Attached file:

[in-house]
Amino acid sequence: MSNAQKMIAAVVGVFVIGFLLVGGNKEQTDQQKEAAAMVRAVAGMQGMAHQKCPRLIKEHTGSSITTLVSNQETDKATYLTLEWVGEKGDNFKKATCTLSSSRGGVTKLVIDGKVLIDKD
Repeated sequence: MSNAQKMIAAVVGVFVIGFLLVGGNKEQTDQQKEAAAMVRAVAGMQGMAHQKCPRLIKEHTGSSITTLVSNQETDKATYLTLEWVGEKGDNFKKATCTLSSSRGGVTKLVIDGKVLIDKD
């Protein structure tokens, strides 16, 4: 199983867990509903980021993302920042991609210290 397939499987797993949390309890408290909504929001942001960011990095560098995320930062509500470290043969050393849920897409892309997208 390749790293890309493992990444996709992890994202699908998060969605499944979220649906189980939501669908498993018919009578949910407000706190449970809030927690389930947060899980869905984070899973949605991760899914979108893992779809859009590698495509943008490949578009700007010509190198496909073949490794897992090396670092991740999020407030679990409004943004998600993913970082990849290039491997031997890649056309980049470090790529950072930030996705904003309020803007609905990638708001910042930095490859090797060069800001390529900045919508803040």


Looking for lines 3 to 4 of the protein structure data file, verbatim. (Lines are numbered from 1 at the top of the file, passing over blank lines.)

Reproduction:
Repeated sequence: MSNAQKMIAAVVGVFVIGFLLVGGNKEQTDQQKEAAAMVRAVAGMQGMAHQKCPRLIKEHTGSSITTLVSNQETDKATYLTLEWVGEKGDNFKKATCTLSSSRGGVTKLVIDGKVLIDKD
């Protein structure tokens, strides 16, 4: 199983867990509903980021993302920042991609210290 397939499987797993949390309890408290909504929001942001960011990095560098995320930062509500470290043969050393849920897409892309997208 390749790293890309493992990444996709992890994202699908998060969605499944979220649906189980939501669908498993018919009578949910407000706190449970809030927690389930947060899980869905984070899973949605991760899914979108893992779809859009590698495509943008490949578009700007010509190198496909073949490794897992090396670092991740999020407030679990409004943004998600993913970082990849290039491997031997890649056309980049470090790529950072930030996705904003309020803007609905990638708001910042930095490859090797060069800001390529900045919508803040």